There was no help for it. She should be happy anyone would have her after her banishment from home. “Marie, will you be comfortable in the carriage with my trunks?”
Footmen were loading her trunks into the coach behind the elegant carriage with terrible efficiency.
“Of course. The question is, will you?”
Sophia forced a smile and leaned toward Marie. “Mother is very fond of Aunt Daphne, but she did warn me that she can be a bit harsh at first blush.”
Marie raised narrow eyebrows, bobbed, and strode toward the other carriage.
Sophia stepped into the carriage and sat opposite Daphne.
Lady Collington straitened the crisp white lace at her collar. “My niece and her husband have gone to the country. The child is ill again.”
Sophia’s chest tightened. Best to drop the subject. She would learn more from the servants regarding her cousin than from Lady Collington. “I’m not usually so thin. I’m afraid the voyage was uncomfortable for me.”
Lady Collington’s eyes widened before her stern gaze returned. “Seasickness is a matter of the mind. You should be stronger-minded than a common girl and have been able to overcome such a disturbance.”
Sophia hoped she didn’t look as stunned by Daphne’s announcement as she felt. Otherwise, she was gaping at the woman. “I see. Have you traveled much abroad then, Lady Collington?”
“Why would I ever wish to leave England?”
Sophia’s parents had told many stories about her great aunt over the years. The dowager countess was a widow of an earl who had died before Sophia was born. Every time Sophia’s father received a letter from his aunt, he would read it to the entire family. The contents were always severe, but the Braightons found the messages amusing. In a recent letter, she had disclosed that her son, the current earl, had married but chose to stay most of the time in the country. A circumstance the dowager found quite vexing.
Sophia hid her amusement. “I cannot imagine. May I call you aunt?”
“If you wish, but only in the confines of family and close friends. I assume you have been taught proper etiquette.”
Sophia forced a smile. “Oh yes, Aunt. Four years at Mrs. Mirabelle’s School for Young Ladies.”
Lady Daphne’s piercing blue eyes narrowed. “This Mirabelle, was she English? I hope your mother did not send you to some Italian to learn manners.”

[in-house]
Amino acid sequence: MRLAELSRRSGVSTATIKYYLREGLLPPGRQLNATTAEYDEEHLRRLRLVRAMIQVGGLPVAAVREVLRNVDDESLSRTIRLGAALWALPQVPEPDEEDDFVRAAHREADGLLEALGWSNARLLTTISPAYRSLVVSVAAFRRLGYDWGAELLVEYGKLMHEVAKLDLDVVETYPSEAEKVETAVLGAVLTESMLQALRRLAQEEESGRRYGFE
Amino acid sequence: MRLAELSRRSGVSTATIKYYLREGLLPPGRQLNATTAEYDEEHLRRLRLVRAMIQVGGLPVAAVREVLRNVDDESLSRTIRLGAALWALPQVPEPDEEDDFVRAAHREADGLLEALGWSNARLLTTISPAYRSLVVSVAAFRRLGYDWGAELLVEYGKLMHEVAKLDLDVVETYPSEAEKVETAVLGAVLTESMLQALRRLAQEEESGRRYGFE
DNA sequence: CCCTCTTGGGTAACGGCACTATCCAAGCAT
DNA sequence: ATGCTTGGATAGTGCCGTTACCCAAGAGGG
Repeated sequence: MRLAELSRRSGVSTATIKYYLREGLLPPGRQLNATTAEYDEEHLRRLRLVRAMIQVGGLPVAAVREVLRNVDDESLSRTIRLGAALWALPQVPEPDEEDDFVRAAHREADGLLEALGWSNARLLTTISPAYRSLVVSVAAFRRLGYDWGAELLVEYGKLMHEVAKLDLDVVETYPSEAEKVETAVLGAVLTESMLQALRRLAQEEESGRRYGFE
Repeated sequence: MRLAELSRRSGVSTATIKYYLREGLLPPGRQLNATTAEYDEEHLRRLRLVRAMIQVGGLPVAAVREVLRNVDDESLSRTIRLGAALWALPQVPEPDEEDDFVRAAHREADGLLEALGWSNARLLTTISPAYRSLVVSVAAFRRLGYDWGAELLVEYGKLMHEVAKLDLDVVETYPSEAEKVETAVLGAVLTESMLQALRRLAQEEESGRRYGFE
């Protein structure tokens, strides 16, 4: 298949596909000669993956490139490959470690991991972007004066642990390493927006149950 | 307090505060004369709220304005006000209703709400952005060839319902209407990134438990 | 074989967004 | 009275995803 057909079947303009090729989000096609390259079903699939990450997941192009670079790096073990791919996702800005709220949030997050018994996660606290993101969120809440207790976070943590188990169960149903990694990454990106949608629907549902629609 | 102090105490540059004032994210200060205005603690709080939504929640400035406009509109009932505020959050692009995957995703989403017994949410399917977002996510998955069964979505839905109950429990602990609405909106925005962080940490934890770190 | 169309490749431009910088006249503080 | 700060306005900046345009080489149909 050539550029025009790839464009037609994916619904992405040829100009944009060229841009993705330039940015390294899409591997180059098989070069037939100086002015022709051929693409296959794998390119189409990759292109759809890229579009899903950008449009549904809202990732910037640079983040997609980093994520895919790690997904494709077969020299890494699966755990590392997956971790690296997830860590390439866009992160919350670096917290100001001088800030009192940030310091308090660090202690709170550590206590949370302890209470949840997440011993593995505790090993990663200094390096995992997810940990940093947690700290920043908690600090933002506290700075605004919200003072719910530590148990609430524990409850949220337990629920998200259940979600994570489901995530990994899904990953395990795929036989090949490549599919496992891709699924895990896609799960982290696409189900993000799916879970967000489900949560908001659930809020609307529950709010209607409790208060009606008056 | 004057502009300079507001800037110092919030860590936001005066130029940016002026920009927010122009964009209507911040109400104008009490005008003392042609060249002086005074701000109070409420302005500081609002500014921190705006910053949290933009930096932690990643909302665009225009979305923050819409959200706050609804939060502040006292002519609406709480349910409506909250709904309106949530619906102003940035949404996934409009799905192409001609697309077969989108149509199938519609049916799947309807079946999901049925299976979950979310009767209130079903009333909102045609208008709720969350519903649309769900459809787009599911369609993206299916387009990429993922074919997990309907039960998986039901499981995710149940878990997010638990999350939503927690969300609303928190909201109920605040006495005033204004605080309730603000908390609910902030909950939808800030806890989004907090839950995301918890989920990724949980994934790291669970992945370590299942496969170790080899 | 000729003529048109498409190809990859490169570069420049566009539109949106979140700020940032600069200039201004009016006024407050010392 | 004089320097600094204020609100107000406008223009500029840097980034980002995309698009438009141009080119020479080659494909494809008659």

“Miss Mirabelle was very much English, Aunt Daphne.” The carriage began moving, and she tried to ignore her nausea. “I was under the impression that you quite liked my mother. She has always seemed very fond of you, whenever she speaks of England.”
“Of course I like your mother. She is a delight and I regret my nephew chose to take his family to America. I advised him strongly against it. That does not mean I would wish your manners to be in the Italian style. It would make my work much more difficult. English men have a certain expectation of a wife, you know.”
“Yes, Aunt.” Looking forward to a bed that didn’t move while she slept was her only solace.
Daphne gave her a hard look. “Do you not wish to find a husband?”
“I’ll do as you tell me, Aunt.” It was a strain, but Sophia was too tired and sick to argue with a woman who’d never understand.
“Of course you will.” Daphne ran her finger under her collar where the satin and lace caused an angry rash.
They travelled the rest of the way to London’s Grosvenor Square in silence, though she felt Aunt Daphne’s gaze on her the entire drive.
As Sophia stepped down onto solid ground, she covered her giggle with her hand. There would be no more rocking of boats or carriages for a while.
The thirty-foot ceiling in the foyer was capped by a crystal chandelier glittering like a crown. Polished to a high shine, the wooden railing of the curved staircase enrobed the space.
“This is your home? No one else lives here with you?” Even with the massive sitting room on the right and library to the left, the walls closed in on her. It was all as grand as her father’s stories had indicated.
Daphne cleared her throat. “Upon his father’s death, my son, the Earl of Grafton, gifted me this townhouse, since it had long been my home in London. He purchased another for his new wife.”
“It’s so big.” How would she, Sophia Braighton from Philadelphia, ever fit in such a place? She stepped across the white marble with grey veins. Black accent tiles formed geometric shapes in the floor and walls of the entry.
“There will be plenty of time to explore the house, Sophia. You must be exhausted and I would like to rest as well. Mrs. Colms, the housekeeper, will show you to your room.”
A large woman in a gray dress and white cap stood off to the side.
“Tonight I’ll have your meal sent up, but in the future, I expect, you will prefer to dine with me. We shall not accept any invitations for balls or dinners this week, while you recover from your journey. However, we do have a picnic in three days, which we will attend.”